The Word of God intersecting with the Holy Spirit—this is what will cause people to "run to hear preaching," as they did in the case of certain Puritans in England. It also (without trying) incorporates Aristotle's three elements that make a good speech: ethos (the credibility of the speaker), pathos (speech's appeal to the senses) and logos (the reason, content or logic of the message). Some sermons are strong on pathos but devoid of anything worthwhile to say, while others bend more to logos (to quote my Westminster Chapel predecessor Martyn Lloyd-Jones: "perfectly orthodox, perfectly useless").
I believe the Holy Spirit wants to be Himself in our preaching—just Himself. When the Spirit in the form of a dove descended on Jesus in the Jordan, the Spirit "remained" (John 1:32-33) because He was at home with Jesus. When resting on Jesus, He could utterly be Himself.
I don't know about you, but I want the Holy Spirit to be Himself when descending on me and past me—directly and immediately reaching the people to whom I'm preaching. I have a theory: We preachers block and hinder the Spirit from reaching people. But when He gets through, that is, past us (despite us)—people are thrilled, electrified, motivated and edified. They want to "talk about God."
Holy Spirit Roadblocks
How do we hinder the Holy Spirit in our preaching?
Word choices. The Apostle Paul aimed to preach the gospel "not with words of eloquent wisdom, lest the cross of Christ be emptied of its power" (1 Cor. 1:17, ESV). Paul possessed a great intellect and could outdo almost anyone with sublime rhetoric. But he made an effort not to revert to this approach, fearing it would compete with the message he wanted to preach. In other words, Paul was careful to speak in a manner causing people to focus on the message. Indeed, he made a calculated decision to know nothing among his hearers but the person of Jesus Christ and He crucified (1 Cor. 2:2).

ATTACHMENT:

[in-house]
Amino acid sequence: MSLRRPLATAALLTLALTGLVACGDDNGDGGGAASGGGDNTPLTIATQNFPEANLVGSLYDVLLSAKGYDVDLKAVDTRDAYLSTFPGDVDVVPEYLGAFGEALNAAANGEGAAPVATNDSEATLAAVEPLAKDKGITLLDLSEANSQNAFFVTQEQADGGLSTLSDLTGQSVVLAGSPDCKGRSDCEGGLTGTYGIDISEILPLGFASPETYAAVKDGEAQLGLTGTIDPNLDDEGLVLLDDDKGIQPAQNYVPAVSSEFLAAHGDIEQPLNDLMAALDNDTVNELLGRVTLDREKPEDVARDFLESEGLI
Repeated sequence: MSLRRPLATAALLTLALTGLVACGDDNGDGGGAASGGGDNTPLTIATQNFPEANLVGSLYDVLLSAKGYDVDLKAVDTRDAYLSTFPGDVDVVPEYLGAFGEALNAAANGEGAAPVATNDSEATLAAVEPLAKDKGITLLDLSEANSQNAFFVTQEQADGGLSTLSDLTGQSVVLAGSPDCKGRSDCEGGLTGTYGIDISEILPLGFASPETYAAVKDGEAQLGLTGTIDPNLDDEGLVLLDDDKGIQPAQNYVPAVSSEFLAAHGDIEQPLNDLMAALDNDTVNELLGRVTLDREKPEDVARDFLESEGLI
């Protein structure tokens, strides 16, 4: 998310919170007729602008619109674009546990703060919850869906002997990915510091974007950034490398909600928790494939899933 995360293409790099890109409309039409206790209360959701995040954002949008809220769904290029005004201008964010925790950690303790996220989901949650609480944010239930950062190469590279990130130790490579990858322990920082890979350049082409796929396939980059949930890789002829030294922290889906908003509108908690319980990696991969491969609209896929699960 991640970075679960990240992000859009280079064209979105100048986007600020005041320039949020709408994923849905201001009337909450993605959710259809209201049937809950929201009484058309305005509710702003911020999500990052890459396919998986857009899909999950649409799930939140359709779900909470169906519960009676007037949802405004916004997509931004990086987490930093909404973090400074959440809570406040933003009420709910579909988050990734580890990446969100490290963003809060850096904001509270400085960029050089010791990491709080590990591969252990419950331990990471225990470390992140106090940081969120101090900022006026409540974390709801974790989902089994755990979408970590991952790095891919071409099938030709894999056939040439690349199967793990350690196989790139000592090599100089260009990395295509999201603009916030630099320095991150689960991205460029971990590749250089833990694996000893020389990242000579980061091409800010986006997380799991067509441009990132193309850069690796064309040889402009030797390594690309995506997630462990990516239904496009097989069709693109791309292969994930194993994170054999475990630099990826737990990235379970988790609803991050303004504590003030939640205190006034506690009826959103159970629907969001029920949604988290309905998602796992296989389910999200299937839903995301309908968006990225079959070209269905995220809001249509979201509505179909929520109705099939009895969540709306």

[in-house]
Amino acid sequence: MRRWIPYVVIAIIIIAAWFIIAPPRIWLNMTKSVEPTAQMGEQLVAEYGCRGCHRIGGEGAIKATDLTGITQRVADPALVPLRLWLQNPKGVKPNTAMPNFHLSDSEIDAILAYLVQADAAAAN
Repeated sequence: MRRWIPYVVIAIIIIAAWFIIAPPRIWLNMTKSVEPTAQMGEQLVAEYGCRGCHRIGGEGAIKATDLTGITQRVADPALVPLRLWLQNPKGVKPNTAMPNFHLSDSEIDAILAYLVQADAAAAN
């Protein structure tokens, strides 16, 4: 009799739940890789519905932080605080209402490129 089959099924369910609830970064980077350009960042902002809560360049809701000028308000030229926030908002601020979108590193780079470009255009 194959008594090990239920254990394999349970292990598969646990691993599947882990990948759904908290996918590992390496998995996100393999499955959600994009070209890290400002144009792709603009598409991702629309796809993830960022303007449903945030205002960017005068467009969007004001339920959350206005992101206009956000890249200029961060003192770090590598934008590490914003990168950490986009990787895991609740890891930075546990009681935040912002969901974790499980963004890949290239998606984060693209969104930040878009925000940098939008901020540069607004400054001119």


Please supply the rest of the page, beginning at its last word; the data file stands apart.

When we pervert the meaning of the text. I'm assuming that you use a text when you preach. (Sadly, some preachers don't even bother reading the Bible at all!) Assuming our preaching is Word-based, our call is to get to its meaning—what it meant when it was written and what that means for people today.
We should be like clear window panes, never calling attention to ourselves but rather letting people see through us. Too often, however, I have behaved like a stained-glass window—keeping people from seeing out, calling attention to my cleverness, my "colors." God, please forgive me. Still others of us are like opaque windows, keeping people from seeing in (for example, when we are too defensive to be vulnerable).
When we're not ourselves. The great 19th-century preacher Phillips Brookes called it the folly of imitation. When we are not ourselves but instead imitate our mentors or preachers we admire, we will never reproduce another's genius—only that person's faults! Moreover, when we're afraid to be vulnerable in our preaching, we dishonor the Holy Spirit. The greatest freedom is having nothing to prove. When we are defensive and fail to be transparent, we rob the Spirit of letting our hearers see into us—which they deserve.
When we let personal concerns or emotional involvements get in the way of our preaching. This is also called preaching "at" people.
When we don't let Him master us in our delivery. Sometimes this means departing from our notes or changing our sermon at the last minute—when the inner testimony of the Spirit directs us differently than what we had planned.
I was named after my father's favorite preacher, Dr. R.T. Williams, who advised those he ordained: "Honor the blood and honor the Holy Ghost." The blood refers to the cross of Jesus, being unashamed of what it does for us and God. Honoring the Holy Ghost means to let Him take charge (as best we know how) once we begin to preach. This way God gets all the glory, even if we didn't get to deliver that brilliant word we had so ardently prepared.
When it comes to preaching, I have made every mistake (I think) that can be made. I know what it is to preach in fear. But if we continue to focus on our mandate of preaching truth and Spirit without fear of having to appease or appeal to others, God-centered preaching always will be the result.
When we aim for the sole glory of God, make a calculated decision to equally honor the Word and the Spirit, and aspire to leave people with the immediate sense of His presence, a transaction takes place: God comes down and lives are changed.
International speaker and teacher R.T. Kendall is best known for his 25 years (from 1977 to 2002) pastoring London's historic Westminster Chapel—a far cry from his birthplace of Ashland, Ky. Kendall's inception into the charismatic movement dates back to 1955 when as a Nazarene he was touched by the Holy Spirit and became a self-described "Pentecostal Calvinist." In the early '90s, he endorsed the Toronto Blessing, inviting revivalists such as Rodney Howard-Browne and John Arnott to speak at Westminster Chapel.